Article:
For the early Christians, balance was considered neither healthy nor desirable—sex was not merely a temptation to sin, but sin in and of itself. Guided by a belief in sex as the source of original sin, and thus in celibacy as a means to became untenable, the social reproduction of the state being dependent on the sexual reproduction of its subjects. Augustine tempered but did not wholly repudiate the earlier view, establishing sex within the bonds of marriage as a duty to God and to Church, to be enjoyed not as a source of pleasure but as the fulfillment of an obligation. To discourage the ”wrong” kind of sex, Augustine and his successors advocated a sexuality explicitly intended to minimize sexual pleasure.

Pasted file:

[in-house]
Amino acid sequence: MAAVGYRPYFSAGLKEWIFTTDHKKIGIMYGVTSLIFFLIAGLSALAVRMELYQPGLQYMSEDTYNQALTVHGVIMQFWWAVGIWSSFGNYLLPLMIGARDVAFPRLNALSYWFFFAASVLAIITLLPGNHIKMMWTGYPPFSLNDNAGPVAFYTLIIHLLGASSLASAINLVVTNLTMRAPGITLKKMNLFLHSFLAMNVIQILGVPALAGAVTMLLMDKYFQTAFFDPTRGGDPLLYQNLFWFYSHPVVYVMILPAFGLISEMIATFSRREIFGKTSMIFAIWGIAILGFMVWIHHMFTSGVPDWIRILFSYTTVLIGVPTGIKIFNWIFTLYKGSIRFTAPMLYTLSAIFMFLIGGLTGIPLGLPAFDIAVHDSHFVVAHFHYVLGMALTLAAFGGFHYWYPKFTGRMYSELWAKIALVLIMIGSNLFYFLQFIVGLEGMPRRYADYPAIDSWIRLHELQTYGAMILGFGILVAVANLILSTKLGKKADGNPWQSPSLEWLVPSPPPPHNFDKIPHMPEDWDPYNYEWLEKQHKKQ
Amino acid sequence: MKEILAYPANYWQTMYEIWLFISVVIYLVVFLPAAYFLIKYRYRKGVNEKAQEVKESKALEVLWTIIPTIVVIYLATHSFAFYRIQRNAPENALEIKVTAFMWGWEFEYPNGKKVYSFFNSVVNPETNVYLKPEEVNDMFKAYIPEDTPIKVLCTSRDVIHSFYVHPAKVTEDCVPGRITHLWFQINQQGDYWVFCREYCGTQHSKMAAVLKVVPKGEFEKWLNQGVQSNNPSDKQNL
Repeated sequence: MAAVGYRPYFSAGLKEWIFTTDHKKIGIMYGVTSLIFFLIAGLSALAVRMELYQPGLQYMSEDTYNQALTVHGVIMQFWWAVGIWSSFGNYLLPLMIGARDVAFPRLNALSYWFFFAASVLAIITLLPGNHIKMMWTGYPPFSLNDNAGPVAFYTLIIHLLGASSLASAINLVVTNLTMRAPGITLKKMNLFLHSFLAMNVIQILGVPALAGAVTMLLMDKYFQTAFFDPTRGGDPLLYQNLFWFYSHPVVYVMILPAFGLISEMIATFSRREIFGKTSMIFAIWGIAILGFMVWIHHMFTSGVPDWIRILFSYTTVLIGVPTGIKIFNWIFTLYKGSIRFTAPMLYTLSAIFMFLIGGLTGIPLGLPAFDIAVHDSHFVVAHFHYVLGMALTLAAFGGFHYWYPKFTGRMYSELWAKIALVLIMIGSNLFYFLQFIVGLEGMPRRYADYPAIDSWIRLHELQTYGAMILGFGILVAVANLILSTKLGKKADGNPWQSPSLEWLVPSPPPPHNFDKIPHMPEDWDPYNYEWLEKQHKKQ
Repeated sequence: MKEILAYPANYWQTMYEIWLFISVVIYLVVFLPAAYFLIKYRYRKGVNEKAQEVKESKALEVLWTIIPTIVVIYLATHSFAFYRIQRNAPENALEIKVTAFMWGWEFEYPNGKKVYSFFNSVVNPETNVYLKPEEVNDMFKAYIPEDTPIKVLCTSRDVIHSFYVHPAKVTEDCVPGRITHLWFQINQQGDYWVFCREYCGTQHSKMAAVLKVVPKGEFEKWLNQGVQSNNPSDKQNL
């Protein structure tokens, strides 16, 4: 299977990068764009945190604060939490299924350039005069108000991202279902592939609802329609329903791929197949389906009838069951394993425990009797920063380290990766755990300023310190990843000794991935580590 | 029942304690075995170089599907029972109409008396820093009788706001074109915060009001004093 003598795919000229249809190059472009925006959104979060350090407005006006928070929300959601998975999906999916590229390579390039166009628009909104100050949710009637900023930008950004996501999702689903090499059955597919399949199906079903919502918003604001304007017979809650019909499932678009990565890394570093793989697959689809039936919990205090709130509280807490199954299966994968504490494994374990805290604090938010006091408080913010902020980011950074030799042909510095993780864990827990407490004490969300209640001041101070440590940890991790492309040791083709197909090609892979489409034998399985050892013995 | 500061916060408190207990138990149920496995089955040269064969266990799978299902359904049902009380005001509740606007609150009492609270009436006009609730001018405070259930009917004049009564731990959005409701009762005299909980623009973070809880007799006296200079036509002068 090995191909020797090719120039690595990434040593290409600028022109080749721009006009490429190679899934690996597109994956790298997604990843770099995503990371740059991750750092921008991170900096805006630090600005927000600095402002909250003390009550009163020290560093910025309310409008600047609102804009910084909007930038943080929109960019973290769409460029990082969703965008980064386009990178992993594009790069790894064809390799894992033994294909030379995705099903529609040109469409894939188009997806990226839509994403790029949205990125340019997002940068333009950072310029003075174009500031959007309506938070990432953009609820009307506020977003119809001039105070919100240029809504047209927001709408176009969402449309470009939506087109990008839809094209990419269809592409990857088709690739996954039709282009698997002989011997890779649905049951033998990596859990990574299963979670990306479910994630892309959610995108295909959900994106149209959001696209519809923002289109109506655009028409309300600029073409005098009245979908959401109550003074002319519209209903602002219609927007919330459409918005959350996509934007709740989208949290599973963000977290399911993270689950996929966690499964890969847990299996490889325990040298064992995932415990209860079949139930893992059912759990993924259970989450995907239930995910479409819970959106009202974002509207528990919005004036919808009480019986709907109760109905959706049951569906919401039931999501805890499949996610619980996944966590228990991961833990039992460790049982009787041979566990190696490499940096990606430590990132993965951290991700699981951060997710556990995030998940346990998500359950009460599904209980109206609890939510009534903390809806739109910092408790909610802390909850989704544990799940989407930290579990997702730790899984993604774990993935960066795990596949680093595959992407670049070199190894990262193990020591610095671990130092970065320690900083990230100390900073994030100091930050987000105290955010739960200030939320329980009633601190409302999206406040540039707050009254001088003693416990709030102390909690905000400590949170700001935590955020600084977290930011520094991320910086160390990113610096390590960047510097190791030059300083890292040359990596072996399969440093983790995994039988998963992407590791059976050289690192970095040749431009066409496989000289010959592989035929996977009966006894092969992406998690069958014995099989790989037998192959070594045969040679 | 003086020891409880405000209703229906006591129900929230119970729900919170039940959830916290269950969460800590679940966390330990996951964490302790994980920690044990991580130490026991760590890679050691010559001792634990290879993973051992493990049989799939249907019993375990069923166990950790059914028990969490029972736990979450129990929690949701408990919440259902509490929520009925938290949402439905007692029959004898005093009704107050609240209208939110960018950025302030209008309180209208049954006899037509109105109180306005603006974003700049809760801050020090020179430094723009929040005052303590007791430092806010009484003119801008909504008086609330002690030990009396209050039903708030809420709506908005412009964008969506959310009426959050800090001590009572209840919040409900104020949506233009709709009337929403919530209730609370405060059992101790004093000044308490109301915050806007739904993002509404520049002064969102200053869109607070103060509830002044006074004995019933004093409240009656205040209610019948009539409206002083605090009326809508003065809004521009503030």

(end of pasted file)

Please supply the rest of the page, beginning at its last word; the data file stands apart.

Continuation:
By the dawn of the modern era, Augustine’s compromise was fully ensconced in Western understandings of sexuality—so much so, in fact, that when alternative views of sex and pleasure began to emerge in the courtly literature of the late Middle Ages and the medical discourse of the Renaissance, they took for granted marriage as the only acceptable site for sexual pleasure. Adulterous, homosexual, and onanistic pleasures were defined as deviant and unhealthy, the transfer of pleasure into domains in which pleasure had no (acceptable) place. These unauthorized pleasures were placed under regimes of surveillance that intensified steadily until the 20th century when, with the advent and acceptance of scientific approaches to the study of sex, authorities like Freud, Stopes, and Kinsey recast pleasure of any sort as a natural, healthy, and necessary function of the human body. The new scientific literature was taken up by both activists and the general populace, and within a few decades, legal and medical regimes began crumbling—clearing the way for new sets of sexual controls to slide into place with the commodification of sex, pleasure, and desire through the medium of advertisement, fashion, and popular entertainment.